For he who sanctifies and those who are sanctified all have one source. That is why he is not ashamed to call them brothers, saying, “I will tell of your name to my brothers; in the midst of the congregation I will sing your praise.”

Hebrews 2:11,12 ESV

That makes everything clear, doesn’t it? Well, here Psalm 22:23 is quoted according to the Septuagint. Let’s read on in context:

For surely it is not angels that he helps, but he helps the offspring of Abraham. Therefore he had to be made like his brothers in every respect, so that he might become a merciful and faithful high priest in the service of God, to make propitiation for the sins of the people.

Hebrews 2:16,17 ESV

Oh. That is a reference to ‘brothers’ of Christ, who are the Jewish offspring or descendants of Abraham. Which also fits to the quoted Psalm 22. It is true that this is often used to refer to the ‘spiritual brothers of Christ’. But it does not correspond to the statement of the text.

In fact, there is no verse in the New Testament that speaks of a spiritual brother of Christ or the spiritual ‘brothers of Christ’ in these exact words. Yet in well over one hundred places he is called Lord. You might not have expected that. Jesus’ brothers are spoken of only a few times, and those are His physical relatives (e.g., John 7:1-10) or Israelites (Hebrews 2:11-17). Now probably the background of the title of this article is beginning to become clear: Should we then call ourselves brothers of Christ? Well, in the New Testament text we do not find that as a designation for his followers. And according to the text, they did not address him as a brother either.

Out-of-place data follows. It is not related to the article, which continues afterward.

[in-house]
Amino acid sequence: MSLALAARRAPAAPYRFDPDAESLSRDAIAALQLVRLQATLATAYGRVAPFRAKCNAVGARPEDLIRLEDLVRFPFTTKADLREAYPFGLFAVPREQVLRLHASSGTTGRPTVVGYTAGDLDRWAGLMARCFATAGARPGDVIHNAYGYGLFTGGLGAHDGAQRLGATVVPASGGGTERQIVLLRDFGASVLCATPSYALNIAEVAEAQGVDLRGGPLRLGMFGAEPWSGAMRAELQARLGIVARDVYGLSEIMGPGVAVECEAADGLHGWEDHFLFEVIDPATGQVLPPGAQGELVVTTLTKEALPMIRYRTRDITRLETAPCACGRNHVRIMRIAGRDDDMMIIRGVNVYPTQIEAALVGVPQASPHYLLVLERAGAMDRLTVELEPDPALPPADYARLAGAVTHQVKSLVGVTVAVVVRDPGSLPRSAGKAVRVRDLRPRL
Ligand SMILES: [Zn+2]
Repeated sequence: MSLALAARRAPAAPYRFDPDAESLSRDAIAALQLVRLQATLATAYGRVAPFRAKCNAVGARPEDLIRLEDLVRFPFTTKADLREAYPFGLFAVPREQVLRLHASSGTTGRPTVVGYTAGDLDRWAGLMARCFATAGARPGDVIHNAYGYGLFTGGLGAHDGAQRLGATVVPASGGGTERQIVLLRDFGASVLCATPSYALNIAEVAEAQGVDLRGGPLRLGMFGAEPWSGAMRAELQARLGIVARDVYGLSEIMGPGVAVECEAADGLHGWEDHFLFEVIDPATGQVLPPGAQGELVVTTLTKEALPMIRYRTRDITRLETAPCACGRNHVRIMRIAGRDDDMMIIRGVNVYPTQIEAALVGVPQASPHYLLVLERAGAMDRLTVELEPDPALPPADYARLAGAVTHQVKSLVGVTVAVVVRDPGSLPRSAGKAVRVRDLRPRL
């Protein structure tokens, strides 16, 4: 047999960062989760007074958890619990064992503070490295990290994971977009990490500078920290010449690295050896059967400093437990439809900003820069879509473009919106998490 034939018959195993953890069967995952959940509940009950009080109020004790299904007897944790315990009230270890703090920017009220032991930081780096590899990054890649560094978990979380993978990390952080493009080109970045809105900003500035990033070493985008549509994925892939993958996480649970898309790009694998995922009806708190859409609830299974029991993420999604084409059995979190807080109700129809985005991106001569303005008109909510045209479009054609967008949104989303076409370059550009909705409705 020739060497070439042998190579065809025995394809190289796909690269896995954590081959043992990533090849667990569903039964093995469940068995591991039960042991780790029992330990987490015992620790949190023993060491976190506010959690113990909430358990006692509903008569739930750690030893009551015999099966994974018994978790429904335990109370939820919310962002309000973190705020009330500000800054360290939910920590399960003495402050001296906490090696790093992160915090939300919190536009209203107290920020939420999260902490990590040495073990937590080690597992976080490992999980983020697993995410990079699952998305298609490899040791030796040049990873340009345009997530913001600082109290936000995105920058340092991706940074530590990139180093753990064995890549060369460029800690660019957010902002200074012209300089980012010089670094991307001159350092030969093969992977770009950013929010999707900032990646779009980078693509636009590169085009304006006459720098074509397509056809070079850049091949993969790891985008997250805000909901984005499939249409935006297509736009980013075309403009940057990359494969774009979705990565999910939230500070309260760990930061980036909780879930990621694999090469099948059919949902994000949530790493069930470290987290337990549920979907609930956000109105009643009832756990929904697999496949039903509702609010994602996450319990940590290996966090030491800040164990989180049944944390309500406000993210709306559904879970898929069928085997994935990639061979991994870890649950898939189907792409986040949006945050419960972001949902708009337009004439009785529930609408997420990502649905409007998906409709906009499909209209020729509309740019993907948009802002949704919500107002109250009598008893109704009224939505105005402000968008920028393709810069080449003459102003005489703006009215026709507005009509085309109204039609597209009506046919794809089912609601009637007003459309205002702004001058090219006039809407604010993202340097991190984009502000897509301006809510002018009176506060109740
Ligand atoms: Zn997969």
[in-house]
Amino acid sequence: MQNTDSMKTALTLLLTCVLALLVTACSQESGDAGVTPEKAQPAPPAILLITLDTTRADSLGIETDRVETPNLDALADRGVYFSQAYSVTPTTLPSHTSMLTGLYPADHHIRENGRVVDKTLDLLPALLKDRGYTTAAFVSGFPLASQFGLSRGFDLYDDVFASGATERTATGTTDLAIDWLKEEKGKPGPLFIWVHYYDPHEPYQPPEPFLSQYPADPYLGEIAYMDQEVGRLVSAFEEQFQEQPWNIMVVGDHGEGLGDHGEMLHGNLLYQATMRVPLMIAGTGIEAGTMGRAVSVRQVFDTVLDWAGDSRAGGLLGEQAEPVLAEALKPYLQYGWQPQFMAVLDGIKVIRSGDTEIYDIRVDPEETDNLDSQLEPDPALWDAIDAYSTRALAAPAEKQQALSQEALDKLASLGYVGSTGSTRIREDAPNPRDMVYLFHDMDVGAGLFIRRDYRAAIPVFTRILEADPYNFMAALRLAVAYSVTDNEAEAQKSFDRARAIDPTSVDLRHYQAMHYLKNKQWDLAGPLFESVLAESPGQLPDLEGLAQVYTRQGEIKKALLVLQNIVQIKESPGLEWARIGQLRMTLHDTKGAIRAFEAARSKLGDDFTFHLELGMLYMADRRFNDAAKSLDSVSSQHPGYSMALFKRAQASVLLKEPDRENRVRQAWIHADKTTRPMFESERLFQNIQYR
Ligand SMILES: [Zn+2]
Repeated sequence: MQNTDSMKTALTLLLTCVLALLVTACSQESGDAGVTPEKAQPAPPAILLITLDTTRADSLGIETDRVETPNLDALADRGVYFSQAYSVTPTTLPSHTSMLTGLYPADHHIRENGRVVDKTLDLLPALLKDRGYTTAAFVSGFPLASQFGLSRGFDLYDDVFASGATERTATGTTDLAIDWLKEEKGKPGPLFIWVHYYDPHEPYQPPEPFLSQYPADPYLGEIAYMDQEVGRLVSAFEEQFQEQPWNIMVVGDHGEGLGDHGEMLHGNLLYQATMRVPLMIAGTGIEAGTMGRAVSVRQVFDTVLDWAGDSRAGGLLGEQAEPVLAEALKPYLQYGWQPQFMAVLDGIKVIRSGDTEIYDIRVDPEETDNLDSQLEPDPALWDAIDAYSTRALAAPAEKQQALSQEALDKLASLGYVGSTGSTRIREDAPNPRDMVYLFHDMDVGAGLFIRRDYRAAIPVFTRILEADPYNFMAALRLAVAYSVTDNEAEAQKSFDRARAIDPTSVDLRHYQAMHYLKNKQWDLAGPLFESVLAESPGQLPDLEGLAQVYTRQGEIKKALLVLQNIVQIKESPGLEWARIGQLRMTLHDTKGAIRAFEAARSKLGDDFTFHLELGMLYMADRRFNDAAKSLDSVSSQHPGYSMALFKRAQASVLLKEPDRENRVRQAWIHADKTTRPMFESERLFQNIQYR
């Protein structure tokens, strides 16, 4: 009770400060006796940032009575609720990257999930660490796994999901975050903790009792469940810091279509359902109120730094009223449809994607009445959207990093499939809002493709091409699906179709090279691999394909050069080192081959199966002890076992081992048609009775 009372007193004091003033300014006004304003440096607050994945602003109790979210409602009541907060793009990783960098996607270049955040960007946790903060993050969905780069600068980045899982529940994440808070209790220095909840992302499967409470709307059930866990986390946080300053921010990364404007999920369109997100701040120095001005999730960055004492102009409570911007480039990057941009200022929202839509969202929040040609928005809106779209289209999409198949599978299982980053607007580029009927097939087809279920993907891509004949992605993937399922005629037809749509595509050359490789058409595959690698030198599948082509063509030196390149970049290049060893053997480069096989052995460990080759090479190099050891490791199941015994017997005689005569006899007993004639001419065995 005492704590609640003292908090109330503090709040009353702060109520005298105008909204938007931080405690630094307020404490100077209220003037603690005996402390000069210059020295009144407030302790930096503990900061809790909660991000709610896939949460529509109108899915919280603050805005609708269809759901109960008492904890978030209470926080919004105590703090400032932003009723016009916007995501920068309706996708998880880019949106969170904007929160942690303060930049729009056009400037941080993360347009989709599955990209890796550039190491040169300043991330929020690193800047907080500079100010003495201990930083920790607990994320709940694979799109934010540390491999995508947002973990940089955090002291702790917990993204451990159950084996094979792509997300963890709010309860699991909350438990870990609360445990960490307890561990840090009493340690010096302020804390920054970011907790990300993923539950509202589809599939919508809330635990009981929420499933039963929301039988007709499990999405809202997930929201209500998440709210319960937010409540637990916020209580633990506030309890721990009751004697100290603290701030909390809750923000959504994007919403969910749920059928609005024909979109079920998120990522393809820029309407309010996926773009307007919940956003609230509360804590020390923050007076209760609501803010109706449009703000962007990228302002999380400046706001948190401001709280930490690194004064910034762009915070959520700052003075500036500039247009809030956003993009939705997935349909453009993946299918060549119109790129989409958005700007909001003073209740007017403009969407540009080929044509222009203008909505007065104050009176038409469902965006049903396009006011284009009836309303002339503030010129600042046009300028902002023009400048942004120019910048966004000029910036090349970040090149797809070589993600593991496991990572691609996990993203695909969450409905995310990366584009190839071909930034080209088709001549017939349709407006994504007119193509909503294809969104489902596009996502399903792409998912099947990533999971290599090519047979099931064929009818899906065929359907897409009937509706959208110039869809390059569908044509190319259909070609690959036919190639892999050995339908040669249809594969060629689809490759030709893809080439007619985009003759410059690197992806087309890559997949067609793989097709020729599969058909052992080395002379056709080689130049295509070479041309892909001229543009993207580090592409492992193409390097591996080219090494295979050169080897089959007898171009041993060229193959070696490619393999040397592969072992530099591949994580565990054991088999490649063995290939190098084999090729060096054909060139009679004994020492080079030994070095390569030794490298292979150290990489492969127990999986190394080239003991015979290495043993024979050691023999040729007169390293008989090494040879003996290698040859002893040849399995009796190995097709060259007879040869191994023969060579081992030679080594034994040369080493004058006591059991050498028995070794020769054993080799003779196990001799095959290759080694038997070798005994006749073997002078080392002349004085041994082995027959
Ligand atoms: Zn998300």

The term ‘brothers of Christ‘ or ‘brother of Christ‘ is not found in the New Testament text!

What we find is this phrase:

Paul, an apostle of Christ Jesus by the will of God, and Timothy our brother, To the saints and faithful brothers in Christ at Colossae:

Colossians 1:1,2 BSB

 Greet all the saints in Christ Jesus. The brothers who are with me send you greetings.

Philippians 4:21 BSB

However, this is a very different thought and emphasizes the fellowship of brothers and sister because they are all joined to Christ. That is why the GOD’S WORD Translation translates Colossians 1:2 this way:

To God’s holy and faithful people, our brothers and sisters who are united with Christ in the city of Colossae. Good will and peace from God our Father are yours! 

Colossians 1:2 GOD’S WORD translation

So let’s keep this result in mind:

The term ‘brothers of Christ’, or ‘brothers of Christ’ is not found in the New Testament text.
What we find is brothers in Christ.